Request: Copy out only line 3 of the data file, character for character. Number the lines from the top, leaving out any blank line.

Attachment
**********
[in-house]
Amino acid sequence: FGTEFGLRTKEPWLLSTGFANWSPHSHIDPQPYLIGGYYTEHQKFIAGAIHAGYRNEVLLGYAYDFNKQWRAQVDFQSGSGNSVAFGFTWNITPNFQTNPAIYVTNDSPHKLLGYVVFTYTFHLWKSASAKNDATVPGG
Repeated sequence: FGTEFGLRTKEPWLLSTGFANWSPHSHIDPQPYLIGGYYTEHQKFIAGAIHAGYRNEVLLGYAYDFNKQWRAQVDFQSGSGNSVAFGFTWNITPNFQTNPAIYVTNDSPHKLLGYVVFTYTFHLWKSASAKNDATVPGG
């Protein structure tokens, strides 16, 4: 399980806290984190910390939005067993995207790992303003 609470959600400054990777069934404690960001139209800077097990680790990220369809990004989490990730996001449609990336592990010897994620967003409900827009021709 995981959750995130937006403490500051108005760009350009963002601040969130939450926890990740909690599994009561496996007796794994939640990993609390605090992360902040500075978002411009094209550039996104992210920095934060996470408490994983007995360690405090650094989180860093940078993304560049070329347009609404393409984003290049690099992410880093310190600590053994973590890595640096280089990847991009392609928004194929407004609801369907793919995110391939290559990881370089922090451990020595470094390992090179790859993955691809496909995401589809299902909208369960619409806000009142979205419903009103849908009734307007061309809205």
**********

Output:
Repeated sequence: FGTEFGLRTKEPWLLSTGFANWSPHSHIDPQPYLIGGYYTEHQKFIAGAIHAGYRNEVLLGYAYDFNKQWRAQVDFQSGSGNSVAFGFTWNITPNFQTNPAIYVTNDSPHKLLGYVVFTYTFHLWKSASAKNDATVPGG